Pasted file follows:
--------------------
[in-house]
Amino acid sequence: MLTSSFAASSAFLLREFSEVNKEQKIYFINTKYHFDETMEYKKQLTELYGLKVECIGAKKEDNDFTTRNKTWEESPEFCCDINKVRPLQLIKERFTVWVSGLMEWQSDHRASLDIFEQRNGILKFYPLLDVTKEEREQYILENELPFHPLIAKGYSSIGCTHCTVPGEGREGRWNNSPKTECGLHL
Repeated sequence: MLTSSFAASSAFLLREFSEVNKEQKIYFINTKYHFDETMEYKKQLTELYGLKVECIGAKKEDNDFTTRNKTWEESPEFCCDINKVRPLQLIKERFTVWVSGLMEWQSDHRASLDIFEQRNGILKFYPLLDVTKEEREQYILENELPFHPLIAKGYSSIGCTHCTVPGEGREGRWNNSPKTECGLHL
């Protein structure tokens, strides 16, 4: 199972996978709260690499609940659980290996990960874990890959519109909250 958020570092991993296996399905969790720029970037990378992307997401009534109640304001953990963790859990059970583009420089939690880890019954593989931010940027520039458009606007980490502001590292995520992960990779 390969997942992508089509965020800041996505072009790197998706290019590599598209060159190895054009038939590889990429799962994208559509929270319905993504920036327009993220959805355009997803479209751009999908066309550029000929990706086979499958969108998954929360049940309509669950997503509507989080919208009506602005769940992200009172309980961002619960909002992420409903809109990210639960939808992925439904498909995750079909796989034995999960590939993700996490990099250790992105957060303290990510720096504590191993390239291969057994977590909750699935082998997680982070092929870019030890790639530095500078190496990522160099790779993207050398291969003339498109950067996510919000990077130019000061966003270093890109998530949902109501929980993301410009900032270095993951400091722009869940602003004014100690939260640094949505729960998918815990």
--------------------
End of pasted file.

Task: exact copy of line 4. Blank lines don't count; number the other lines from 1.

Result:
């Protein structure tokens, strides 16, 4: 199972996978709260690499609940659980290996990960874990890959519109909250 958020570092991993296996399905969790720029970037990378992307997401009534109640304001953990963790859990059970583009420089939690880890019954593989931010940027520039458009606007980490502001590292995520992960990779 390969997942992508089509965020800041996505072009790197998706290019590599598209060159190895054009038939590889990429799962994208559509929270319905993504920036327009993220959805355009997803479209751009999908066309550029000929990706086979499958969108998954929360049940309509669950997503509507989080919208009506602005769940992200009172309980961002619960909002992420409903809109990210639960939808992925439904498909995750079909796989034995999960590939993700996490990099250790992105957060303290990510720096504590191993390239291969057994977590909750699935082998997680982070092929870019030890790639530095500078190496990522160099790779993207050398291969003339498109950067996510919000990077130019000061966003270093890109998530949902109501929980993301410009900032270095993951400091722009869940602003004014100690939260640094949505729960998918815990």